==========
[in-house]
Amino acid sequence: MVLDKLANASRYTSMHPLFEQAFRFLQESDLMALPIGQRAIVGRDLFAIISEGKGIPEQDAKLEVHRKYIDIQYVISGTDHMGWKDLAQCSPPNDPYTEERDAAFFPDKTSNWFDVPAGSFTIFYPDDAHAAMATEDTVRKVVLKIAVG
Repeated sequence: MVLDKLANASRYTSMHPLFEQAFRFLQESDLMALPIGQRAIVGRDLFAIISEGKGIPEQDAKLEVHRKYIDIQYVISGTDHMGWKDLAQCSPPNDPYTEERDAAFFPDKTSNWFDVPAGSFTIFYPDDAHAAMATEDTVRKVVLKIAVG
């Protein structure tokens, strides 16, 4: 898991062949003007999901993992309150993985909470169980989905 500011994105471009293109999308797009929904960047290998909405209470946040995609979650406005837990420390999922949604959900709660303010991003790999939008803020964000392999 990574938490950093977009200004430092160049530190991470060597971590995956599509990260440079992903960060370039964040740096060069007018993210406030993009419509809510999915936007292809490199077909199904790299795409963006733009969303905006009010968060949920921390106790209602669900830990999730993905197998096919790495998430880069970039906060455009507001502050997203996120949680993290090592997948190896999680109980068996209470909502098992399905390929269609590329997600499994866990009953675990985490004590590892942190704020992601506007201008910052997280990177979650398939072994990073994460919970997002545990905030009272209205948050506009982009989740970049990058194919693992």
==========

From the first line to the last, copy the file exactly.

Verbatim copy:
[in-house]
Amino acid sequence: MVLDKLANASRYTSMHPLFEQAFRFLQESDLMALPIGQRAIVGRDLFAIISEGKGIPEQDAKLEVHRKYIDIQYVISGTDHMGWKDLAQCSPPNDPYTEERDAAFFPDKTSNWFDVPAGSFTIFYPDDAHAAMATEDTVRKVVLKIAVG
Repeated sequence: MVLDKLANASRYTSMHPLFEQAFRFLQESDLMALPIGQRAIVGRDLFAIISEGKGIPEQDAKLEVHRKYIDIQYVISGTDHMGWKDLAQCSPPNDPYTEERDAAFFPDKTSNWFDVPAGSFTIFYPDDAHAAMATEDTVRKVVLKIAVG
């Protein structure tokens, strides 16, 4: 898991062949003007999901993992309150993985909470169980989905 500011994105471009293109999308797009929904960047290998909405209470946040995609979650406005837990420390999922949604959900709660303010991003790999939008803020964000392999 990574938490950093977009200004430092160049530190991470060597971590995956599509990260440079992903960060370039964040740096060069007018993210406030993009419509809510999915936007292809490199077909199904790299795409963006733009969303905006009010968060949920921390106790209602669900830990999730993905197998096919790495998430880069970039906060455009507001502050997203996120949680993290090592997948190896999680109980068996209470909502098992399905390929269609590329997600499994866990009953675990985490004590590892942190704020992601506007201008910052997280990177979650398939072994990073994460919970997002545990905030009272209205948050506009982009989740970049990058194919693992």